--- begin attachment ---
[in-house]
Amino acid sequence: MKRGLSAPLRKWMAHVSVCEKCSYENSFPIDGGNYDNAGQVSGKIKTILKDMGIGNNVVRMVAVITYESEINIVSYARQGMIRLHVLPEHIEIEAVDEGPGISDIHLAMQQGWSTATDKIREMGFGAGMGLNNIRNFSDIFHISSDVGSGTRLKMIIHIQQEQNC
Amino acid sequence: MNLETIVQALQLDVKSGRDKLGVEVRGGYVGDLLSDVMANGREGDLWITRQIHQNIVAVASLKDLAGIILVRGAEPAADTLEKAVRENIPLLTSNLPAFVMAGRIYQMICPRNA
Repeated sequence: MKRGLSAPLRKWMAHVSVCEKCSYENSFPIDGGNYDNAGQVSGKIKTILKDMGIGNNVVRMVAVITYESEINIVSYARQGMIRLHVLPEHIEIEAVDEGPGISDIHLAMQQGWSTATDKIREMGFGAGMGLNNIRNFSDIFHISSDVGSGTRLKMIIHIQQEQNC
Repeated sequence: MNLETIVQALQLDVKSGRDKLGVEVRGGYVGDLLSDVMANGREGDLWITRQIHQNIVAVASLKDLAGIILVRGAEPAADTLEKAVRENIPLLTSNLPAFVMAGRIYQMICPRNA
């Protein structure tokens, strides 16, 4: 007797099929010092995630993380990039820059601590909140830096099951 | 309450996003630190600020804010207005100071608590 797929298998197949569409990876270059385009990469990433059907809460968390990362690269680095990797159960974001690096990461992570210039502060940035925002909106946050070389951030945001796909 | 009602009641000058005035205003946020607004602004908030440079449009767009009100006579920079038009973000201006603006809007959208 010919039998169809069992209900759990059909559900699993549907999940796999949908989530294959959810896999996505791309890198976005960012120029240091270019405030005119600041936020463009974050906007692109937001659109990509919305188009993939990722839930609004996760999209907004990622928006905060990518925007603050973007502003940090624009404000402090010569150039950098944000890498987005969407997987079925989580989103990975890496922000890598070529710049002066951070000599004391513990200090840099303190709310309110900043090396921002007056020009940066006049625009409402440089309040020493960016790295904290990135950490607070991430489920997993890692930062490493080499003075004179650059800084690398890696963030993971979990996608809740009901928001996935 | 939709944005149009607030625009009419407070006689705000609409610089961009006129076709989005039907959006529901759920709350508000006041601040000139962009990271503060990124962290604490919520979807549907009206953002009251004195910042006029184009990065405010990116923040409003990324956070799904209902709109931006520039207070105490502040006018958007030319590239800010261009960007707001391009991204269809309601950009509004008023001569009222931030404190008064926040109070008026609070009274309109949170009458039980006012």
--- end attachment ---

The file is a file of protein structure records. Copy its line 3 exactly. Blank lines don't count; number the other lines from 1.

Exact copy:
Amino acid sequence: MNLETIVQALQLDVKSGRDKLGVEVRGGYVGDLLSDVMANGREGDLWITRQIHQNIVAVASLKDLAGIILVRGAEPAADTLEKAVRENIPLLTSNLPAFVMAGRIYQMICPRNA